Manila gambles on attracting the high rollers

Casinos are being opened on the edge of capital to draw big spenders away from Macau

PUBLISHED : Monday, 18 March, 2013, 12:00am
UPDATED : Monday, 18 March, 2013, 2:17am

The first casino in the hub that is the Philippines' answer to Macau opened at the weekend, and the container port services billionaire Enrique Razon will have the gamblers to himself for now.

Razon's US$1.2 billion Solaire Manila casino will have a monopoly in the Philippine capital city's new entertainment and gambling complex in Pasay city until the country's richest man, Henry Sy, opens a venture there next year.

The two billionaires are investing in casinos as the Philippines seeks to emulate the success of Macau, where gamblers from mainland China fuelled a 14 per cent surge in revenue to a record US$38 billion last year.

New resorts could help the Philippines' gaming market expand fivefold to US$10 billion by 2017, its chief regulator estimates.

Allan Yu, a fund manager at Metropolitan Bank & Trust, said: "Razon's venture is closely watched because it can prove if the Philippines can get a bigger share of the junket and VIP market. It's very promising and it looks like it's going to take off."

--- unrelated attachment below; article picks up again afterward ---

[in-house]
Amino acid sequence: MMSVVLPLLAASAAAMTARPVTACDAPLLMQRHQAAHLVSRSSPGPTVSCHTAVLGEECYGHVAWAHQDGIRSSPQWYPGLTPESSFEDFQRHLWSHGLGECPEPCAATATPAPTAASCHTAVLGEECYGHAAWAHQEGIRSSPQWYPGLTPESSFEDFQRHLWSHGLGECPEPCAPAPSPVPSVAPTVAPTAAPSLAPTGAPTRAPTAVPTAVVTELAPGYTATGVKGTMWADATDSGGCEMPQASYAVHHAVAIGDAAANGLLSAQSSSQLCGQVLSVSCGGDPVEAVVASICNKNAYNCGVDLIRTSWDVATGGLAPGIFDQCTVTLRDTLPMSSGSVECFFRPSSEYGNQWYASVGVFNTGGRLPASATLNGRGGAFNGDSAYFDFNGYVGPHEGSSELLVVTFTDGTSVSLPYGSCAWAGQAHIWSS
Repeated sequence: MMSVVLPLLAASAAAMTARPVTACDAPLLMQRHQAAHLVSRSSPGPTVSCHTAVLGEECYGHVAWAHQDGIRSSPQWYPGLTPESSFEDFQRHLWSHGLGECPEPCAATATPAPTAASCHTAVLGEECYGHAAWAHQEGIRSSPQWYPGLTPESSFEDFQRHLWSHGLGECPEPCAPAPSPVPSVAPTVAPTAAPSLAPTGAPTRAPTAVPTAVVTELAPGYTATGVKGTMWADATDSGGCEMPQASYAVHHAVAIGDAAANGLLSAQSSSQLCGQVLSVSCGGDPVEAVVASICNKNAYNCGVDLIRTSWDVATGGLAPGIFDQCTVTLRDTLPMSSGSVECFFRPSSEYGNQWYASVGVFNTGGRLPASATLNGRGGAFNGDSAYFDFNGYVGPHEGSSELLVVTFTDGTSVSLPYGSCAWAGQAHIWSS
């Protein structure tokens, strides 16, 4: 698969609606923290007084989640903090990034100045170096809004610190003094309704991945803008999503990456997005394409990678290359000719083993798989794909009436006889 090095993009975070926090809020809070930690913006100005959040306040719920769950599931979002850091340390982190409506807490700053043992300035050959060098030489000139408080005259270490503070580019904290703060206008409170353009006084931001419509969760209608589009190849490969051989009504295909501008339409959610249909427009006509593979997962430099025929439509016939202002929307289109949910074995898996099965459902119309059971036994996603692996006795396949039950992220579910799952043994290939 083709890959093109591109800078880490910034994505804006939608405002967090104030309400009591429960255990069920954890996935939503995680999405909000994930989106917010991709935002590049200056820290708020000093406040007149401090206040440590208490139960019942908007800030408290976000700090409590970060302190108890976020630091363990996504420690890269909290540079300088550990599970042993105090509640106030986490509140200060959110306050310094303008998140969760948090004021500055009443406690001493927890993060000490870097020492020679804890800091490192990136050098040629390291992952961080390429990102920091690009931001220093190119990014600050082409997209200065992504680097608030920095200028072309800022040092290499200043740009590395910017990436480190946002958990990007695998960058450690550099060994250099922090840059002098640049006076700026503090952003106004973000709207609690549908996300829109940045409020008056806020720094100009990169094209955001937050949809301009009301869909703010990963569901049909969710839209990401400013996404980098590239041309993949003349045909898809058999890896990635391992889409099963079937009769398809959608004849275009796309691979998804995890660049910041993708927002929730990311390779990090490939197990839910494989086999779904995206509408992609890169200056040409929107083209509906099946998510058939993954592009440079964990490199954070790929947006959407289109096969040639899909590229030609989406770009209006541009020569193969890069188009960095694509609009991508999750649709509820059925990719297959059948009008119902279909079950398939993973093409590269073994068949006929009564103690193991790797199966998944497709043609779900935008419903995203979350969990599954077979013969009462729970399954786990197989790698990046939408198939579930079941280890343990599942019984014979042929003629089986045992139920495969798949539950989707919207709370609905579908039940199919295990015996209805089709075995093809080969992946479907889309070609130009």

The gaming area in Solaire is decorated with columns covered in mother-of-pearl and a floor embedded with coloured glass. It is designed to get 45 per cent of its revenue from VIPs, or high-stake gamblers, according to Razon's partner Bradley Stone, the president of Global Gaming Asset Management.

Razon, who controls 80 per cent of Bloomberry Resorts and Hotels, owner of the Solaire project, holds one of four casino licences that the Philippines awarded in 2008 and 2009 for the 110-hectare entertainment hub, which is close to Manila Bay.

Sy and Melco Crown Entertainment are scheduled to jointly open a casino resort there in July next year.

A company controlled by the Japanese Kazuo Okada and a joint venture between the Philippines' Andrew Tan and Genting Hong Kong are expected to open two more casinos in the complex between 2015 and 2016.

Razon faces existing competition outside the new hub, including from a gaming complex that Genting and Tan opened in 2009 in front of a terminal at the capital's international airport. Philippine Amusement and Gaming, the state regulator and casino operator, also has four casinos in the capital.

Razon has so far spent US$750 million to build Solaire's first phase, and he was spending a further US$400 million for an expansion that would be completed by the third quarter of next year, Stone said. The gaming market could offer a 30 per cent return on investments, he said.